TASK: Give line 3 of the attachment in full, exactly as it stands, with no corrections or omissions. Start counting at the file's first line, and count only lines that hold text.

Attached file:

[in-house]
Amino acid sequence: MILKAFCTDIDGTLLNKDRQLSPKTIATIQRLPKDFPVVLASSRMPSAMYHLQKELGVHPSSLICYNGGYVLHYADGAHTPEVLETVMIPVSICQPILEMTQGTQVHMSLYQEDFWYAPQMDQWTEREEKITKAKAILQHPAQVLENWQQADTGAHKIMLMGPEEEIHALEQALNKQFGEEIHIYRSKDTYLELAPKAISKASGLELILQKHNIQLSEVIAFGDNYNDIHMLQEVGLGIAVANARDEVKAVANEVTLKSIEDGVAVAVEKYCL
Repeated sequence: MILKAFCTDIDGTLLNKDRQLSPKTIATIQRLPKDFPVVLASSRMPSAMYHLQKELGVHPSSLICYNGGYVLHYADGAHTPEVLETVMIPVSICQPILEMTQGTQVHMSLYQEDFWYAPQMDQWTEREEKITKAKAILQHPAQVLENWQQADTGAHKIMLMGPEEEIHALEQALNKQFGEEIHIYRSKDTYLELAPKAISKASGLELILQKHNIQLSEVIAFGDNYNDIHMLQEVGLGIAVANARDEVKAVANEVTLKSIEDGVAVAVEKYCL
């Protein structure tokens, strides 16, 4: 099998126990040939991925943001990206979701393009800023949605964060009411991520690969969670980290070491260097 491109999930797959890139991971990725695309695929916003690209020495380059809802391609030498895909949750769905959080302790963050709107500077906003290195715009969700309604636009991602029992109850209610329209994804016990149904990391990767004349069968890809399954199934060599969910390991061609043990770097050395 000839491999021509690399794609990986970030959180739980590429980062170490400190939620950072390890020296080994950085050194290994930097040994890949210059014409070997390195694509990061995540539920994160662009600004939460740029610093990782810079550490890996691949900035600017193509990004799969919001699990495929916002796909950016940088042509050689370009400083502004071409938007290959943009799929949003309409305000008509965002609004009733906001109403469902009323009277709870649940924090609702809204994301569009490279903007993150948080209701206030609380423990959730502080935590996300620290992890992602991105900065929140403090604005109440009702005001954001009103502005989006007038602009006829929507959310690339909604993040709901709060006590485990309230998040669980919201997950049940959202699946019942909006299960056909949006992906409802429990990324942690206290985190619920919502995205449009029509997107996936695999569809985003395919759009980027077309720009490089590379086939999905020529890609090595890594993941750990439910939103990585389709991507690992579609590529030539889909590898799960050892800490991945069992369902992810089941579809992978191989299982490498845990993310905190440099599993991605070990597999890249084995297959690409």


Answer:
Repeated sequence: MILKAFCTDIDGTLLNKDRQLSPKTIATIQRLPKDFPVVLASSRMPSAMYHLQKELGVHPSSLICYNGGYVLHYADGAHTPEVLETVMIPVSICQPILEMTQGTQVHMSLYQEDFWYAPQMDQWTEREEKITKAKAILQHPAQVLENWQQADTGAHKIMLMGPEEEIHALEQALNKQFGEEIHIYRSKDTYLELAPKAISKASGLELILQKHNIQLSEVIAFGDNYNDIHMLQEVGLGIAVANARDEVKAVANEVTLKSIEDGVAVAVEKYCL